CDC also has developed a number of evidence-based tools that the public health workforce can use to implement effective community health promotion approaches in schools. Each tool builds on the recommendations found in CDC guidelines for school health programs, which are developed based on a rigorous review of evaluations of school-based health promotion interventions and input from a broad cross section of researchers and practitioners. CDC’s school health promotion tools include the School Health Index: A Self-Assessment and Planning Guide; Fit, Healthy, and Ready to Learn: A School Health Policy Guide; and Making It Happen: School Nutrition Success Stories (4). These user-friendly tools can be used effectively by public health professionals, educators, and parent and community volunteers. They have been used by thousands of schools across the nation.

The key to the success of CDC’s Division of Adolescent and School Health and school-based health in general is the partnership between health and educational agencies and CDC’s recognition and understanding of the school’s role in the larger social structure of communities. Public health employees, educators, and community members who work together can more effectively improve family and community structures and thereby reduce risks associated with chronic diseases. Through this shared learning and expertise, local schools can implement effective policies and programs. CDC is playing a critical role by supporting capacity building and promoting training for education partners who, in turn, affect the lives of millions of children each day.

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Author Information

Michael Schmoyer, PhD, MSEd, CHES, Program/Policy Analyst, Office of the Director, Division of Adolescent and School Health, National Center for Chronic Disease Prevention and Health Promotion, Centers for Disease Control and Prevention, 4770 Buford Hwy, NE, Mailstop K-29, Atlanta, GA 30341. Telephone: 770-488-6514. E-mail: anq9@cdc.gov.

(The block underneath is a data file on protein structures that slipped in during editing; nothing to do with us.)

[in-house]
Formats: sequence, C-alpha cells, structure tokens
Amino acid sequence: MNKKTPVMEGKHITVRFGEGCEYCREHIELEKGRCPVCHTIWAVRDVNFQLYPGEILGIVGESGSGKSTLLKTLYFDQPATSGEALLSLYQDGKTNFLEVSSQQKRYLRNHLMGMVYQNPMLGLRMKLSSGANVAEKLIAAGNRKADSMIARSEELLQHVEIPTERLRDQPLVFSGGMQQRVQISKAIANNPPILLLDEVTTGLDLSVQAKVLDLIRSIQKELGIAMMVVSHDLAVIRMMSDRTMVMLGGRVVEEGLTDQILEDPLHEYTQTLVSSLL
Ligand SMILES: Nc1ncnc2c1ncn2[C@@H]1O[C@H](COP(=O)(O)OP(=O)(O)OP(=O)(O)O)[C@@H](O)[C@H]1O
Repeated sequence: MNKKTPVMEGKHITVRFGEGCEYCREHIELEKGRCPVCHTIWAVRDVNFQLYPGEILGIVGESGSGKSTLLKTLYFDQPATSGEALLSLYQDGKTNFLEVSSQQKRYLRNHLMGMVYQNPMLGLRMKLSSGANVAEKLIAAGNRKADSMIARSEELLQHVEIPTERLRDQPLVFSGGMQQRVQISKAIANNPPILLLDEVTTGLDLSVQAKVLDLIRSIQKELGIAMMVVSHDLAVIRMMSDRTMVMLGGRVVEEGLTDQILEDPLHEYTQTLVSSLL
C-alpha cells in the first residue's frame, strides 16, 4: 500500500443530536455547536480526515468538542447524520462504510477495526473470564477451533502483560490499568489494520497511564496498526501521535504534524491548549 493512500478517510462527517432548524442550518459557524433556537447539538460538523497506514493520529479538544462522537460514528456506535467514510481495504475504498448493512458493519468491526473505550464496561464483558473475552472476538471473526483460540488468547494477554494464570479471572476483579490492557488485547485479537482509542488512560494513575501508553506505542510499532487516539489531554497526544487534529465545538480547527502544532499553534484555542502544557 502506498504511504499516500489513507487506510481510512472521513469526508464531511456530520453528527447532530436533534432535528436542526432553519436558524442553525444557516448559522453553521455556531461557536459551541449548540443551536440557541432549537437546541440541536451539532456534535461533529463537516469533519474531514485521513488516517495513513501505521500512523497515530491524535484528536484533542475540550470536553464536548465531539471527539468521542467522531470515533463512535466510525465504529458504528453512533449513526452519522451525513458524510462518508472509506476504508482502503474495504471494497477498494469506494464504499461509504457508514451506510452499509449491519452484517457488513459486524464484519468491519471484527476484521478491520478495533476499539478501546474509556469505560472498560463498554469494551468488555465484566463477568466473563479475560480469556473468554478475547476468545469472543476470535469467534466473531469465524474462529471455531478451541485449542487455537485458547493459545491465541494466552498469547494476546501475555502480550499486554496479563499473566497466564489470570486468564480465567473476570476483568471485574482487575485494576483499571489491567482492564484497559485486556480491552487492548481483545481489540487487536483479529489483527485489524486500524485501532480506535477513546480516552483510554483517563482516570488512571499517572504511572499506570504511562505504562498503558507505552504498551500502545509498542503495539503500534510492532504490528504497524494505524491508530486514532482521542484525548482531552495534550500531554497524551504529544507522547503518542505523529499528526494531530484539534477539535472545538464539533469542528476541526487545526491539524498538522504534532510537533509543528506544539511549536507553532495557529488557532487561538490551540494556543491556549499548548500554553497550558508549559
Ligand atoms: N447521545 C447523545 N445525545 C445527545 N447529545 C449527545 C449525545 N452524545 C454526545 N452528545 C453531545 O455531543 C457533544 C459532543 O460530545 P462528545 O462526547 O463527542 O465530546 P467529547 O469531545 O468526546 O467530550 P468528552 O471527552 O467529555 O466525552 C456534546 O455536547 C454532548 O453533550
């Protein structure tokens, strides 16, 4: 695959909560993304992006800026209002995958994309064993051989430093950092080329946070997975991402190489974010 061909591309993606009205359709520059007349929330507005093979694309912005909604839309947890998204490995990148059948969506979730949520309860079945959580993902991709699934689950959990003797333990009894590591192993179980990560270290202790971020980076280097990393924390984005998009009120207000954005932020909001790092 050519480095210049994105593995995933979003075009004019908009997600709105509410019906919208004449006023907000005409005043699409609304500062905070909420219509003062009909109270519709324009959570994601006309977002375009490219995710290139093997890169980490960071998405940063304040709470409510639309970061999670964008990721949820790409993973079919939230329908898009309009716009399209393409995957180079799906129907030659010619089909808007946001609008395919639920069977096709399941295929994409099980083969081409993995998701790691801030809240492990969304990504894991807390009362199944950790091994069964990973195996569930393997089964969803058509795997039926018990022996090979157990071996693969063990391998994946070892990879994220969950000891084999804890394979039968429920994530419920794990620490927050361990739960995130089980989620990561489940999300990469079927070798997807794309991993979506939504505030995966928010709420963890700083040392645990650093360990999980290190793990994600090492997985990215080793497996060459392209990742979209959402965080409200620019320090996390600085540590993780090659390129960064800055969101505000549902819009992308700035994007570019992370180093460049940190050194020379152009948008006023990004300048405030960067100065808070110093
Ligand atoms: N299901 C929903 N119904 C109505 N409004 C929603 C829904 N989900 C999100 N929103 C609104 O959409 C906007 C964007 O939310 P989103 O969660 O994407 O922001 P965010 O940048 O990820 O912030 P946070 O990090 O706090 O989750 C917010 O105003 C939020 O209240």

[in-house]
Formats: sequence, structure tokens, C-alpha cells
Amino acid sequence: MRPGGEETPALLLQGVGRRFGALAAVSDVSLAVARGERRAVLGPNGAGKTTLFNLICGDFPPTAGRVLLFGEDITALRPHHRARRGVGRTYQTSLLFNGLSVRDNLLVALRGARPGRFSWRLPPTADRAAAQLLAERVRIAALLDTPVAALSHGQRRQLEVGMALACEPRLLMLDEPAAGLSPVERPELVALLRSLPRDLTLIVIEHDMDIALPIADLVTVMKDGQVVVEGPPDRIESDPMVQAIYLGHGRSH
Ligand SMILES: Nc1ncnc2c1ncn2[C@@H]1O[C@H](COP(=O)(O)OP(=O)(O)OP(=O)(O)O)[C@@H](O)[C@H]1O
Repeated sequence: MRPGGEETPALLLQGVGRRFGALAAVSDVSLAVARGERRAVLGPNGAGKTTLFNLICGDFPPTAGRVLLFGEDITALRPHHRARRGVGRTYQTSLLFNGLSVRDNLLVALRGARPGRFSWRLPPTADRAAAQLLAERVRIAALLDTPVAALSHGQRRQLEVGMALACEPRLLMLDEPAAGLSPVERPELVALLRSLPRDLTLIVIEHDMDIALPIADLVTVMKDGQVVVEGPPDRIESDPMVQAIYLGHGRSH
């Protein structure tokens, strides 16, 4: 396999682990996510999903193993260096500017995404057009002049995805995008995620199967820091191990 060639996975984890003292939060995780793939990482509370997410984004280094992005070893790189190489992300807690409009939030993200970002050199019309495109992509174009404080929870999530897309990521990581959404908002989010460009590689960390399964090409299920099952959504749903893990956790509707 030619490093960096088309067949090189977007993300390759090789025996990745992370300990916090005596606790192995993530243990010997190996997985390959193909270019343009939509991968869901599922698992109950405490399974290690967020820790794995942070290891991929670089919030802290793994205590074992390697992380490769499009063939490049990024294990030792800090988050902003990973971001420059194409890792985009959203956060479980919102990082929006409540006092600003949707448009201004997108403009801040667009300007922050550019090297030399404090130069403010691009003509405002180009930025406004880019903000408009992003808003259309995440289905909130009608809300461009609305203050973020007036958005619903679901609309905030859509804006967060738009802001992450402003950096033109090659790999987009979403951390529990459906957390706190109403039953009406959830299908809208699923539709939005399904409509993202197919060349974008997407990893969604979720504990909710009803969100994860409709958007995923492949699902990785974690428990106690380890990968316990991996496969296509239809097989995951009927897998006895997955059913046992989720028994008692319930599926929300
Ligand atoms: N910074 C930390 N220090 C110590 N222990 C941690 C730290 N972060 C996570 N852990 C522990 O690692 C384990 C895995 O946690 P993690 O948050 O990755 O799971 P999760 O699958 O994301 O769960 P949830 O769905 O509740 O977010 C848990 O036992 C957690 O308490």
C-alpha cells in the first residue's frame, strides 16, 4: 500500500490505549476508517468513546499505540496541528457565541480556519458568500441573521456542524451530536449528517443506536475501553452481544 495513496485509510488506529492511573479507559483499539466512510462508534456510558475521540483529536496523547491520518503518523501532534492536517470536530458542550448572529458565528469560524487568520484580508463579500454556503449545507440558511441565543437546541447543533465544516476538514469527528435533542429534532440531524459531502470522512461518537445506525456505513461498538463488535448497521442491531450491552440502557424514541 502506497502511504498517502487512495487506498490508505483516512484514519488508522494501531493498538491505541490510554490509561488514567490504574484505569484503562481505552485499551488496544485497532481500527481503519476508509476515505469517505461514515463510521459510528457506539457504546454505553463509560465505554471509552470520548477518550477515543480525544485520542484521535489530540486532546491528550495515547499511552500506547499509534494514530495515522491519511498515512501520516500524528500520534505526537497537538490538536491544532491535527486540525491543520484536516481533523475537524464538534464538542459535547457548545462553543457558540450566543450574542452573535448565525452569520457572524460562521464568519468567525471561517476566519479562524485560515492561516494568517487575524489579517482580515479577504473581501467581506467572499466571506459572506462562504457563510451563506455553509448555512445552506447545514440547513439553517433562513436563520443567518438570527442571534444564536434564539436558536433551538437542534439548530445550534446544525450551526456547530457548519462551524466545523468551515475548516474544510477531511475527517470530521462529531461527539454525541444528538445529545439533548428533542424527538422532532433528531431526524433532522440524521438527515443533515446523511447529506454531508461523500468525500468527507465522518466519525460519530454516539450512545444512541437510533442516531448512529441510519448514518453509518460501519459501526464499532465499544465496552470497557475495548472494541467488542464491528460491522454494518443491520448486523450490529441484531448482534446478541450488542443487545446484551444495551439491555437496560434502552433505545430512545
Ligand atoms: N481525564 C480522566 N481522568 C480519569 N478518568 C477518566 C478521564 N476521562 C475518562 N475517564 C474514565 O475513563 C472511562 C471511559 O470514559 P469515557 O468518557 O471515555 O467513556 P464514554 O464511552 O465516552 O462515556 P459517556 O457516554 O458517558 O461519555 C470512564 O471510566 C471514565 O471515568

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References

  1. Unrealized prevention opportunities: reducing the health and economic burden of chronic diseases. Atlanta (GA): Centers for Disease Control and Prevention, National Center for Chronic Disease Prevention and Health Promotion; 2000.
  2. Kolbe L, Kann L, Patterson B, Wechsler H, Osorio J, Collins J. Enabling the nation’s schools to help prevent heart disease, stroke, cancer, COPD, diabetes, and other serious health problems. Public Health Rep 2004;119(3):286-302.
  3. Navarro A, Voetsch K, Liburd L, Bezold C, Rhea M. Recommendations for future efforts in community health promotion: report of the National Expert Panel on Community Health Promotion. Atlanta (GA): Centers for Disease Control and Prevention, National Center for Chronic Disease Prevention and Health Promotion, Division of Adult and Community Health; 2006. Available from: http://www.cdc.gov/NCCDPHP/pdf/community_health_ promotion_expert_panel_report.pdf
  4. Healthy Youth! publications and links. Atlanta (GA): Centers for Disease Control and Prevention, National Center for Chronic Disease Prevention and Health Promotion, Division of Adolescent and School Health; 2007. Available from: http://www.cdc.gov/healthyyouth/publications/index.htm

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The opinions expressed by authors contributing to this journal do not necessarily reflect the opinions of the U.S. Department of Health and Human Services, the Public Health Service, the Centers for Disease Control and Prevention, or the authors’ affiliated institutions. Use of trade names is for identification only and does not imply endorsement by any of the groups named above.